Eliminating economic enhancement district eliminates tool to improve downtown Indianapolis
Downtown Indianapolis skyline with blue sky. (Getty Images)
The House Ways and Means committee last week heard hours of testimony about eliminating a financing mechanism intended to pay for critical services in the Indianapolis Mile Square.
This area, which houses the seats of state and local governments, as well as marquee sporting and entertainment venues has seen better times. In 2023, Indianapolis was able to secure a provision in the state’s budget that would allow for Indianapolis to institute a fee on property owners in the heart of downtown, to pay for needed services.
Now that this fee has been locally approved, powerful interests at the Statehouse are pushing legislators to invalidate the financing tool.
The funding mechanism at risk, known as an Economic Enhancement District, would pay for public safety enhancements, increased cleaning, and services to reduce homelessness. The total budget for the Economic Enhancement District will be $5.5 million per year.
First, let us look at the reality of downtown Indy.
A 2023 report indicated that Indianapolis had over 1,600 homeless individuals, with several hundred being unsheltered. While overall homelessness is down slightly in Indy, there has been a significant increase in unsheltered residents – particularly among Black individuals and families. Downtown Indy sees most of these unsheltered individuals, and the homeless service providers are located near the center of the city. These individuals require significant help as they move towards permanent and safe housing. After considerable discussion and study, the General Assembly and Indianapolis are investing a combined $32 million to build an emergency shelter downtown, with comprehensive services that is open 24/7 to serve these individuals and families as they work towards permanent housing.
While empirically, crime is down in Mile Square and greater Indianapolis, perceptions from many vary. In fact, the General Assembly is currently looking to expand handgun carrying permissions for legislators and staff due to many of our state’s leaders feeling unsafe in our state Capitol complex and environs.
EED districts elsewhere
The Economic Enhancement District legislation in the budget allowed Indianapolis to pass an ordinance to assess a fee (not to be confused with a property tax increase, which this is not) to pay for enhanced services to meet the needs of property owners. Homeowners will pay a flat $250 per year, with other property owners paying 0.168% of their property’s gross assessed value.
There are over 2,000 of these types of districts within the United States, which started popping up in the 1970s. They go by different names but are sometimes referred to collectively as Business Improvement Districts (BIDs). While each BID operates slightly differently, they are all public-private partnerships created by a local ordinance and overseen by a board of directors. Administration is overseen by a nonprofit, in this case Downtown Indy, Inc.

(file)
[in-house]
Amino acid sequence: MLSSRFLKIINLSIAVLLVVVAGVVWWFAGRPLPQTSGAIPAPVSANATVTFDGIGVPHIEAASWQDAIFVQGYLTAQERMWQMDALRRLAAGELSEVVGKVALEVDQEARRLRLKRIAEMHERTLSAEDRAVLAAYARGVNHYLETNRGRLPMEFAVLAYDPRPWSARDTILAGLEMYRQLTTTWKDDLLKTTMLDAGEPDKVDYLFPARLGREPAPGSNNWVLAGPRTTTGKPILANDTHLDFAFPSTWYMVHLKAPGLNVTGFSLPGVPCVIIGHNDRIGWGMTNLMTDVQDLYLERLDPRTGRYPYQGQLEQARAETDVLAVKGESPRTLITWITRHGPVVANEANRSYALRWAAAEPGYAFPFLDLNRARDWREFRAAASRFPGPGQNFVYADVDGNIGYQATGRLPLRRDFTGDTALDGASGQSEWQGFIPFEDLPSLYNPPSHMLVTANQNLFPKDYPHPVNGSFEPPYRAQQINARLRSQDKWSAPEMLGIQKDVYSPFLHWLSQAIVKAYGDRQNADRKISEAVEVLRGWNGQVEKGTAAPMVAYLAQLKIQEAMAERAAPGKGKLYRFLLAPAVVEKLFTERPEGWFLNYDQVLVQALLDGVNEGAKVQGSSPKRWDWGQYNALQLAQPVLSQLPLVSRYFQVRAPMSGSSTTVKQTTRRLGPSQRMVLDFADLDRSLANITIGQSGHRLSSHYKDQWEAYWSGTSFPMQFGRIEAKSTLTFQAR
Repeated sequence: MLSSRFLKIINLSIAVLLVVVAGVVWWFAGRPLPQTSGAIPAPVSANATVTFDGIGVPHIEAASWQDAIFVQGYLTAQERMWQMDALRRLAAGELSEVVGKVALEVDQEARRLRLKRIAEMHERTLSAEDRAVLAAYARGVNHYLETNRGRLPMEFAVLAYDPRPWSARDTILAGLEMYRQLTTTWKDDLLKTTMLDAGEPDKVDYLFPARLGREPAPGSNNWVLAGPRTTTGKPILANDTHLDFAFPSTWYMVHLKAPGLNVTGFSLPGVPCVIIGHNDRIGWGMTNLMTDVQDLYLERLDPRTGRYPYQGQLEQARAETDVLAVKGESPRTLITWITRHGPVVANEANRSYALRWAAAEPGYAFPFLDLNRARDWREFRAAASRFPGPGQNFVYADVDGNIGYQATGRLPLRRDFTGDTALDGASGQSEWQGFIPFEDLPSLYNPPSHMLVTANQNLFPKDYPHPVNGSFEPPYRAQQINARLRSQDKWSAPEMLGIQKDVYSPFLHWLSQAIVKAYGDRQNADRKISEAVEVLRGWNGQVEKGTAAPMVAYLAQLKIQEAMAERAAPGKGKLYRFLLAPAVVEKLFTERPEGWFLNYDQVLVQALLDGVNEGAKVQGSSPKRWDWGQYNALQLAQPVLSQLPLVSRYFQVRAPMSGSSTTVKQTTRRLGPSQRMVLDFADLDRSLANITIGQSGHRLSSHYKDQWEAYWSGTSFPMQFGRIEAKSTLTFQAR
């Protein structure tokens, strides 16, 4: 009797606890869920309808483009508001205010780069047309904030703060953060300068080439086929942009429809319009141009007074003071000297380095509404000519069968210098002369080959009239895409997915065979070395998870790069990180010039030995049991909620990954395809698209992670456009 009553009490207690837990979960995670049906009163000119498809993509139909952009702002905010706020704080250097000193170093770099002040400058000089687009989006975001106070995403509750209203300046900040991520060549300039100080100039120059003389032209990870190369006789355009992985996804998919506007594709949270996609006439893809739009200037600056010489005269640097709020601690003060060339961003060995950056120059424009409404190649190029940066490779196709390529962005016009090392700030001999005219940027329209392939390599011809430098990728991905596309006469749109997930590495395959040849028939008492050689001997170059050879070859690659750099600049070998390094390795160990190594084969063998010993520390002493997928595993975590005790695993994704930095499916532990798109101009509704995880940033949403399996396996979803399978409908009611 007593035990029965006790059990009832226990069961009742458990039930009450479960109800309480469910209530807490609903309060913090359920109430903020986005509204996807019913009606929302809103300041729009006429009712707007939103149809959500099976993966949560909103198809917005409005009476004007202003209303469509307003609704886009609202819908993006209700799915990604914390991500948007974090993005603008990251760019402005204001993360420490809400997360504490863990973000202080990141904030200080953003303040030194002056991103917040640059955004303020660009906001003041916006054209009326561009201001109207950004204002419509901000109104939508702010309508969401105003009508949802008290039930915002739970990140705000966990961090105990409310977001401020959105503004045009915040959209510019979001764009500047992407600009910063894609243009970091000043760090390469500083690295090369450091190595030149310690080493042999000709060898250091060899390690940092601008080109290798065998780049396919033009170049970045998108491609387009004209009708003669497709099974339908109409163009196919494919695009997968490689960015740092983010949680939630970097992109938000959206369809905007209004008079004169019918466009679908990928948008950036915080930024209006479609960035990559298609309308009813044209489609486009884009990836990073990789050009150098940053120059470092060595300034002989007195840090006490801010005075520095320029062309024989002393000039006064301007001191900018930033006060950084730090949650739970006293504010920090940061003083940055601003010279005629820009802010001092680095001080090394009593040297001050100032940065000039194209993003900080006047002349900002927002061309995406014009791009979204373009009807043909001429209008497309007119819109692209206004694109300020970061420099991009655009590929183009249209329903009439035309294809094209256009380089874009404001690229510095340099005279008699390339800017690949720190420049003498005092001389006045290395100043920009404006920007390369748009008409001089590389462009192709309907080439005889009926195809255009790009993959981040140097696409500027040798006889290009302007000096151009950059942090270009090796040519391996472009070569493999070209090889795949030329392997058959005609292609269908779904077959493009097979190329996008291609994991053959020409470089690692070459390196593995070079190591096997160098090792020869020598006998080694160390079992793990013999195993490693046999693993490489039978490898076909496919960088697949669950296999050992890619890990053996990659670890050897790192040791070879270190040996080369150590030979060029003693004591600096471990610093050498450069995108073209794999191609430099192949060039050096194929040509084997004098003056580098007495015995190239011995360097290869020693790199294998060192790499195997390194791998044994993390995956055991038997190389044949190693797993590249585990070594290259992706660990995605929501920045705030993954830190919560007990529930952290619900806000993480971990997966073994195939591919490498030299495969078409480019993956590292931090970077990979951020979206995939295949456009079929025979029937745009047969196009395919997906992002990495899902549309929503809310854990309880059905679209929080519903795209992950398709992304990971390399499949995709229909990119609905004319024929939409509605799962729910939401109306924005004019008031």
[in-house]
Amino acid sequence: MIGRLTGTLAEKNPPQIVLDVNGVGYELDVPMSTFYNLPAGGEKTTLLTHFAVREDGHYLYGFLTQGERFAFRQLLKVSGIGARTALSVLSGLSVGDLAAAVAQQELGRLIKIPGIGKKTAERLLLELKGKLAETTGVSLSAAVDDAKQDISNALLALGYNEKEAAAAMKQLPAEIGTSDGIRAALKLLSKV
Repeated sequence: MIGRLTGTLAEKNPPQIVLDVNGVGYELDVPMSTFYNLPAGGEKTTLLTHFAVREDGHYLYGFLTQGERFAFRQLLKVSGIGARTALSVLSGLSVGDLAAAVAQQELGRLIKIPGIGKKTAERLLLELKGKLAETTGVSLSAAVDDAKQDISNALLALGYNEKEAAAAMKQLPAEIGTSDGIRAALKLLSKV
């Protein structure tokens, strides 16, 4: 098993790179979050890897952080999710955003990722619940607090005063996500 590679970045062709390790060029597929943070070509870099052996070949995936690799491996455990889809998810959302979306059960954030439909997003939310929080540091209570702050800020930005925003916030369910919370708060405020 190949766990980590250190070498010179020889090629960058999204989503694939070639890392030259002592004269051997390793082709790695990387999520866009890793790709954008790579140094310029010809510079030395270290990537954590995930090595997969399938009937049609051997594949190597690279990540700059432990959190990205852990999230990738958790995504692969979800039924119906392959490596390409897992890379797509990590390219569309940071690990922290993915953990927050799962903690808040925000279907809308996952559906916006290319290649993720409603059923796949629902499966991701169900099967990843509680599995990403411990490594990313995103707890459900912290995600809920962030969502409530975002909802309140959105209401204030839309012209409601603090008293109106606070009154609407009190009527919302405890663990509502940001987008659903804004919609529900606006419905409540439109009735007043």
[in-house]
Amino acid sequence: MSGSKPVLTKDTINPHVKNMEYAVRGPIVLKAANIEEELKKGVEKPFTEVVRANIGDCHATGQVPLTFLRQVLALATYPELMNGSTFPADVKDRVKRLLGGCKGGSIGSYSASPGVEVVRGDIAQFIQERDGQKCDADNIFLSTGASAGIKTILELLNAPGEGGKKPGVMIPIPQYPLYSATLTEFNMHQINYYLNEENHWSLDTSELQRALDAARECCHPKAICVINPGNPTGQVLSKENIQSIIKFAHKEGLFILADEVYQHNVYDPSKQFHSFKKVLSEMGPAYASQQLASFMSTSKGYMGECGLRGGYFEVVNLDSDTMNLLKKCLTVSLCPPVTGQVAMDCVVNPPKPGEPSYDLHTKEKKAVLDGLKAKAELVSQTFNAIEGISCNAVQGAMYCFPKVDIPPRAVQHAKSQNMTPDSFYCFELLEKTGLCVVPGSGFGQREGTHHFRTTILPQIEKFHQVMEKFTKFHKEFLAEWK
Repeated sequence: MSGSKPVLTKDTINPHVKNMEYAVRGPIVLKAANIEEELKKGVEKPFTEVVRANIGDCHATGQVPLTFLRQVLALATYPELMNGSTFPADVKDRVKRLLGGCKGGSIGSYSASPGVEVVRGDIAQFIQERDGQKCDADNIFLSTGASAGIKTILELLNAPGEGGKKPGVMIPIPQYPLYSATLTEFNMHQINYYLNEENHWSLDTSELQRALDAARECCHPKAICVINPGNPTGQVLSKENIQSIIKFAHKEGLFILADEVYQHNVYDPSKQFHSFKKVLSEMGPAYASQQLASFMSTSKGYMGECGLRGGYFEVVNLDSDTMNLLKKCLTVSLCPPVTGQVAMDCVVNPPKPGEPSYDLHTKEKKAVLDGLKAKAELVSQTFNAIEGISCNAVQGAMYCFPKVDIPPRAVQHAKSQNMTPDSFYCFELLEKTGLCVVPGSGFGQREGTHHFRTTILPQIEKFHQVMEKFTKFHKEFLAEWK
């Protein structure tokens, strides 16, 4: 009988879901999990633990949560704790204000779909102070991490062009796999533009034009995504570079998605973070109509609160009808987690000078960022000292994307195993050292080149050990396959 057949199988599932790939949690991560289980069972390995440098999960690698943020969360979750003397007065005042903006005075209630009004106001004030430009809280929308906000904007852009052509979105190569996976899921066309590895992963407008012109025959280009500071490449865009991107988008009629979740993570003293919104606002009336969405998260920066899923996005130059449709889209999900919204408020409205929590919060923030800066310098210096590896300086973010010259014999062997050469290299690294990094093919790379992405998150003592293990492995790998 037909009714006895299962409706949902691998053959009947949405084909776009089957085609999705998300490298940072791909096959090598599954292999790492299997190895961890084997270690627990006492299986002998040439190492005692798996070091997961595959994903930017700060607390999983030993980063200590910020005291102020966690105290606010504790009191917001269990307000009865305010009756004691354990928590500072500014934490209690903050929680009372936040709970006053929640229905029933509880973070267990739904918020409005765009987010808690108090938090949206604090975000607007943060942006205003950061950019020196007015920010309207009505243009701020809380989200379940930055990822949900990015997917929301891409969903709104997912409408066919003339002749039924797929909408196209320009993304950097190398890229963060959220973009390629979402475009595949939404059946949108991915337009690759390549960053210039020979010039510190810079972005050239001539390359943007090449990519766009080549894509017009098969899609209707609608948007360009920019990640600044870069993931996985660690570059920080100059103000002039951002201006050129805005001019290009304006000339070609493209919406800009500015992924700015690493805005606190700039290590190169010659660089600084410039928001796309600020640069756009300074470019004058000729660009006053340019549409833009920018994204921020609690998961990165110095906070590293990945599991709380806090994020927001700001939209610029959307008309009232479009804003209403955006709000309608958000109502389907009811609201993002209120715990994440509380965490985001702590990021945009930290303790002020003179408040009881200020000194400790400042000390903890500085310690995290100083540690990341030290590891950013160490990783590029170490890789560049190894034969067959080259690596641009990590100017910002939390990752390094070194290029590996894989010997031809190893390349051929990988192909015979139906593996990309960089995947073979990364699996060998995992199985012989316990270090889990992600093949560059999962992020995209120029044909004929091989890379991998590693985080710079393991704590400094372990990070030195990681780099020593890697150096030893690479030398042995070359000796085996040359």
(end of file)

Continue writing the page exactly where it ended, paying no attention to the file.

Since 1988, Indiana has had an enabling statute to create a BID (known in the original law as an Economic Improvement District), and many localities took the state up on the offer – Evansville, Fort Wayne, Northwest Indiana, and even Woodruff Place and Fletcher Place in Indianapolis have such districts. However, when Indianapolis began the process to create a downtown district in 2018, the General Assembly passed legislation to make it nearly impossible for local governments to obtain the large number of petitions that would be needed to create such a district. The Economic Enhancement District legislation passed last year made it easier for Indianapolis to create such a district.
The opponents who are driving this effort to repeal the Economic Enhancement District state that Indianapolis can either raise general taxes to pay for these services, or should depend on philanthropy for the funds. Not so – it is not realistic to depend on philanthropy to provide long-term operational support for these types of activities. Raising taxes might push Indianapolis towards debt caps that would limit bonding or borrowing. The district, and others like it, provides a unique and straightforward economic and community development tool for municipalities, developers, and property owners because it allows targeted control, financing, and development of projects without creating an additional financing burden on the City.
Opponents, which include some apartment owners and out-of-state interest groups, concede that downtown Indy needs assistance, but posit no realistic funding alternative.
Proponents include area residents, developers, apartment owners, employers, and community leaders. It is important to note that the conversation around the need for the Economic Enhancement District has been going on for over a decade, and is a solution to drive sustainable, dedicated resources toward issues of public safety, homelessness, and cleanliness in the heart of the capital city. The conversation ramped up, as the pandemic increased the urgency around this need, but this is certainly not a new policy discussion.
While the enabling provision was indeed placed in the state budget and was not heard as a standalone bill in 2023, this is not that unusual in Indiana (and was not the only “surprise” provision included in the 2023 budget – can we talk about pay increases for state elected officials?). Using this as a reason to repeal this tool is disingenuous.
This tool to create an Economic Enhancement District was provided by the Indiana General Assembly to the City of Indianapolis. This tool is one that businesses and residents can be engaged with to drive their own destiny.
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